When it comes to soaps I try to avoid using any animal products (ex. Glycerin) and I try to stay away from dyes as well which makes things difficult at times and that’s when choosing between a name brand and generic actually does boil down to not only price, but especially the ingredients. With Dove White bar soaps, there’s no glycerin, but its knockoff does (both at Wal-Mart and Dollar General); but Dove White is also nearly $3 more than the knockoff. It’s not really a perfect system to work from since I’m no scientist and I don’t always know if all the terms they use for the ingredients aren’t made of animals, but that’s what they give you the phone numbers on the back for. Most times, if you’re anything like me and want to make sure you aren’t using certain things in the products you buy, that’s when I call the company and ask the representatives myself. Usually they are friendly and willing to oblige, and you’d be surprised at what you’re eating in some of the pizza sauces and other mundane things you throw into your grocery carts that you normally don’t give a second thought. As far as anymore food goes, I see no difference in the taste of French’s French Fried Onions and the Great Value (Wal-Mart) brand of Fried Onion crisp pieces, and the GV brand is nearly $2 less for the same amount.

I don’t use apple cider vinegar, but it’s in a lot of the mayonnaise brands, cheap and name brand, so depending on the store sometimes I have to buy the more expensive brands, while other times I can go cheaper. As for tomato sauce, I’ve found that cheaper brands from bargain stores (not necessarily generic) sometimes taste better than the more expensive name brands. The brand of tomato sauce that I find in Dollar General, I’ve found tastes way better than Hunt’s. However, ice cream, is one of the few things I tend to splurge on because sometimes the more expensive brands are just better--absolutely delectable. Haagen Daaz costs more for a reason, it’s one of the best ice creams I’ve ever had the pleasure of tasting. Bluebell, also pretty expensive, is also one of my absolute favorite ice creams. But I also enjoy different/certain brands of the Great Value ice cream and they actually taste better than their counterparts that cost nearly the same amount most of the time.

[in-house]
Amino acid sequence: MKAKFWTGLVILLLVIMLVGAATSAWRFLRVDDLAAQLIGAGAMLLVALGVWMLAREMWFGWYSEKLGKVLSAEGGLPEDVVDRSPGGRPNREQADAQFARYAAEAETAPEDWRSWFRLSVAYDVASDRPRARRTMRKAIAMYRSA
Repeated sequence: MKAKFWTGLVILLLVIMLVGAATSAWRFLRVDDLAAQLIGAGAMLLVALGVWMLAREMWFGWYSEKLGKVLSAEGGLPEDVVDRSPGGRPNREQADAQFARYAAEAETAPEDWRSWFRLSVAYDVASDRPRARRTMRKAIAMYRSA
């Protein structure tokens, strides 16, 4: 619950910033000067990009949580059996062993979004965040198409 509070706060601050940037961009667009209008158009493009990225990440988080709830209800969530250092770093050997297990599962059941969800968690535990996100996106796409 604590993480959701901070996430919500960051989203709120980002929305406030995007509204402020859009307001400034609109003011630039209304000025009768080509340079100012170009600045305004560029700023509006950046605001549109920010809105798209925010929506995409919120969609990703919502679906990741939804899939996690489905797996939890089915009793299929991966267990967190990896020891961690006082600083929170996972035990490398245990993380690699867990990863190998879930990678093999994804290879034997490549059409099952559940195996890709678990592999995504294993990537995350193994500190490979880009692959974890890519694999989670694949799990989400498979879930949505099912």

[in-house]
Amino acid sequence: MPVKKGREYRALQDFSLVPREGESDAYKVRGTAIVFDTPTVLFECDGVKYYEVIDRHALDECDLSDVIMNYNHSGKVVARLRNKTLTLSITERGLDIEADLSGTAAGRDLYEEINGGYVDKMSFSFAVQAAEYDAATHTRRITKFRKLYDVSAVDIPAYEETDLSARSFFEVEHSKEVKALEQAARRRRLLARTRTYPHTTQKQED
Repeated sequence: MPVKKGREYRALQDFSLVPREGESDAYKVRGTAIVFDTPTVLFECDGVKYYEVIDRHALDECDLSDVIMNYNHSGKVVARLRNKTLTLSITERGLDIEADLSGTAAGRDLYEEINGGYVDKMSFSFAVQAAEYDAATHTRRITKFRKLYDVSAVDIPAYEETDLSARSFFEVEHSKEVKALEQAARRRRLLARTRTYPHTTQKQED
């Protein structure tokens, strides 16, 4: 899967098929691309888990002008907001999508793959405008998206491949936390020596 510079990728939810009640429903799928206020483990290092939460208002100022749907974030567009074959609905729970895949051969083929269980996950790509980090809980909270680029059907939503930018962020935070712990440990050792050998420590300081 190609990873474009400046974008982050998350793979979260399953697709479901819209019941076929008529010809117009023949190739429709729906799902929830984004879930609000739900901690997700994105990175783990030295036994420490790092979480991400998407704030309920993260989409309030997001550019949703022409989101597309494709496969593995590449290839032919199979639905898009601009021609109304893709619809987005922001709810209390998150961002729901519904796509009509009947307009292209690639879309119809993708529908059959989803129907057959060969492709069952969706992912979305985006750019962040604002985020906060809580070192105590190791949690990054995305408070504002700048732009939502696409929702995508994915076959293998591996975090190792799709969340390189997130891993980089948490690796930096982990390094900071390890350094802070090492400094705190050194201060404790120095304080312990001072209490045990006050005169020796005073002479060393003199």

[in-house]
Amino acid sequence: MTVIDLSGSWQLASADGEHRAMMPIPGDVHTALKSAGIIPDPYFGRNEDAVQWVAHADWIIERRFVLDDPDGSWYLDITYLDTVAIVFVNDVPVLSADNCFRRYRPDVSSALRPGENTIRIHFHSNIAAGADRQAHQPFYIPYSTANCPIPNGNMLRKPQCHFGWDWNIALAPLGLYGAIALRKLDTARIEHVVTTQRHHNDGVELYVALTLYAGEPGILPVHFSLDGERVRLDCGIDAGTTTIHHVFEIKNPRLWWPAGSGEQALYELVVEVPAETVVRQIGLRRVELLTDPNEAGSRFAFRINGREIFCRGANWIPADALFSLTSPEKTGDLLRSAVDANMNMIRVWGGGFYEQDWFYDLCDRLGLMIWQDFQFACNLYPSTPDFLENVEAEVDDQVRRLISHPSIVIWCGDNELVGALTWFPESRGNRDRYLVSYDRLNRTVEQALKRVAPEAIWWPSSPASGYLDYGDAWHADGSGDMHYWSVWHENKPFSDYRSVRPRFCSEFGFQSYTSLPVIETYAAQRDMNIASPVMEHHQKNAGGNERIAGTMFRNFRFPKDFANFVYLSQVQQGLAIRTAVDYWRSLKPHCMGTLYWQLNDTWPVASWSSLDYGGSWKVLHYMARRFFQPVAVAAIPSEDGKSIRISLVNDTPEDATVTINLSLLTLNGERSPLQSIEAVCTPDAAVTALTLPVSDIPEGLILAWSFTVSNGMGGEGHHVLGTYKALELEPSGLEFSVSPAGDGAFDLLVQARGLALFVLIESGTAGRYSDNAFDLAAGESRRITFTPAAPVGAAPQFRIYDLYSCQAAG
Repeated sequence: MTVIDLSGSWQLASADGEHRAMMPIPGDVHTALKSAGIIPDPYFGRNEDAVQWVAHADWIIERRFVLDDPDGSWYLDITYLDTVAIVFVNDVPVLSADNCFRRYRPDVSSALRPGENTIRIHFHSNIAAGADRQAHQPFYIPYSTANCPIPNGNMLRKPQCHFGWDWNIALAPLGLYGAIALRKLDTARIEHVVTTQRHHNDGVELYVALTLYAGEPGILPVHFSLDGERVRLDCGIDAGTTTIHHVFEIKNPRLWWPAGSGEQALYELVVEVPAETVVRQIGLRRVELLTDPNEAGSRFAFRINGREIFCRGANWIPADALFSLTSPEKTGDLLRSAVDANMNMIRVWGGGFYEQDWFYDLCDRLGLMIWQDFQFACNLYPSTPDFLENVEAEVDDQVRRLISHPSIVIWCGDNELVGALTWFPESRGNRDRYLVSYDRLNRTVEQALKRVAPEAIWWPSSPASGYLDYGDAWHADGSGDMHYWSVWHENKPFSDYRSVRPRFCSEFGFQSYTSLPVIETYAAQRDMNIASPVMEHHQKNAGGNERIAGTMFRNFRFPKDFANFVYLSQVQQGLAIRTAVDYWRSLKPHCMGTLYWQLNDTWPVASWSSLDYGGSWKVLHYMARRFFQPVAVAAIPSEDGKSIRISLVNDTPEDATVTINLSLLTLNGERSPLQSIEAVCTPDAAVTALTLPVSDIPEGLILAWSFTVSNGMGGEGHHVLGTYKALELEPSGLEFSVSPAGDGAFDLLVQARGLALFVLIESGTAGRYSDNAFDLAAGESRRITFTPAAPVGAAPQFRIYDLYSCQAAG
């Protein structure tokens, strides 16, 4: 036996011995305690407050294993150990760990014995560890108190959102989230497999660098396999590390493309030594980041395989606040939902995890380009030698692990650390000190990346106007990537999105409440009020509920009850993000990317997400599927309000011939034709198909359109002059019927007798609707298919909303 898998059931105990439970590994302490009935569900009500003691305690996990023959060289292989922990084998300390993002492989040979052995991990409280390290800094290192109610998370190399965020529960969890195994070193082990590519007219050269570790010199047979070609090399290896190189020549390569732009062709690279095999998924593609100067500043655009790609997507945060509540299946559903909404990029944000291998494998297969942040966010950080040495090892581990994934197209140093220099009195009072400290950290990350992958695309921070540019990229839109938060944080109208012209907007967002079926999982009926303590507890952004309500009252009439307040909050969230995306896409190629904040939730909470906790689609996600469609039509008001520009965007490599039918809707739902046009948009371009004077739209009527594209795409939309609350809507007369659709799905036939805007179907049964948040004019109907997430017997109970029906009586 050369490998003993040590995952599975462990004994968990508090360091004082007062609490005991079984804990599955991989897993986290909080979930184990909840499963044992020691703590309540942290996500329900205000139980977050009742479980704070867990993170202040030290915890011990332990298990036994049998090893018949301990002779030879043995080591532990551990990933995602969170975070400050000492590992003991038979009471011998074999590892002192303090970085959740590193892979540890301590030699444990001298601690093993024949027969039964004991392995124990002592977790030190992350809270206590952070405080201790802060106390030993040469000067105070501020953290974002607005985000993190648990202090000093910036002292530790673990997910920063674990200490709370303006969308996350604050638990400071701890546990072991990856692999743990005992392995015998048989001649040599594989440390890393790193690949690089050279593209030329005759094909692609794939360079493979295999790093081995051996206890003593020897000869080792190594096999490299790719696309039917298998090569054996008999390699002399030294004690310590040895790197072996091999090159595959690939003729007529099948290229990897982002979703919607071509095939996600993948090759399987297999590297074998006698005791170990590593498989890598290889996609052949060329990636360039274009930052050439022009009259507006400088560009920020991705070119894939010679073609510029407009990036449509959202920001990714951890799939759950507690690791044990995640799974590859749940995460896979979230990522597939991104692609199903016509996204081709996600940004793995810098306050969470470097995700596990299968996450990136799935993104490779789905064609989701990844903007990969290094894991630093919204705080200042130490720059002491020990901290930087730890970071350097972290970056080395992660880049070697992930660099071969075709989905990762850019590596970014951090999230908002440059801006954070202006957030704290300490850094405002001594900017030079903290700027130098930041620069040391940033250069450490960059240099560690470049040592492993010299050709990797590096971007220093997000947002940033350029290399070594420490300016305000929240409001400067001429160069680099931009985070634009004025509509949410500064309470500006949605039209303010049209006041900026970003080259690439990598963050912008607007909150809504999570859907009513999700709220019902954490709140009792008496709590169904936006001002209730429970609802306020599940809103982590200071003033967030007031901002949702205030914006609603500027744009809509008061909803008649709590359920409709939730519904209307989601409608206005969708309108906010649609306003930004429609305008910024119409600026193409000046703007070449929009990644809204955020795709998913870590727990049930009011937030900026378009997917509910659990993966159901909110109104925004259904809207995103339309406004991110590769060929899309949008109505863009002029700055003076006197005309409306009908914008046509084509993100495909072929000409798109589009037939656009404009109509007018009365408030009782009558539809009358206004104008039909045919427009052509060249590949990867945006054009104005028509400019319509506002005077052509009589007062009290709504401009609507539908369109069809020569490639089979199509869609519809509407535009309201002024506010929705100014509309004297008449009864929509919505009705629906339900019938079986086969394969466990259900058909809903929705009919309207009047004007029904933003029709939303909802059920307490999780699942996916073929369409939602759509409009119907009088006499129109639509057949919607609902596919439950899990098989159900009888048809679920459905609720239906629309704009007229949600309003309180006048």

When it comes to clothes, you’re stepping into a whole other arena when you’re talking quality. For some, it’s all about the designers, or the hip logos so people drool over you with envy or so you can impress them. I’m not a celebrity and I’m not walking any red carpets and people aren’t watching my every wardrobe choice so I don’t personally buy into that hype. Jeans that cost over $500 (even $50) or sunglasses that cost twice as much just seem totally unnecessary to me. A lot of people I grew up around would spend their last dollar trying to keep up with the Joneses in this respect and were virtually living in poverty just so they’d have the latest in fashion. I’ve never agreed with this. The sunglasses that impress people are no longer $40 dollars, but they’re the in their hundreds, sometimes thousands, with labels by Dolce&Gabbana and Chanel. And that doesn’t apply to me in the least. Don’t get me wrong, I do understand the appeal of these things, sometimes they’re just prettier, but I prefer classic and comfortable to trendy--and also I enjoy them when they’re not draining my bank account dry. When it comes to fashion, I say if you can’t spring for the real thing, don’t bother, because you’ll only come across as a wannabe anyway.

When it all boils down to it, whether it’s food, clothes, accessories, or medicine, it’s up to you and the limits on your budget to figure out what’s best for you. But you should also have your priorities straight. I wouldn’t be one to skimp on my health or nutrition just so I could buy a name brand handbag or a luxury car.

All you have to do is remember this simple ideology: Be resourceful, not ridiculous. No matter how much money you have, everyone should have a budget, and everyone should watch what they spend.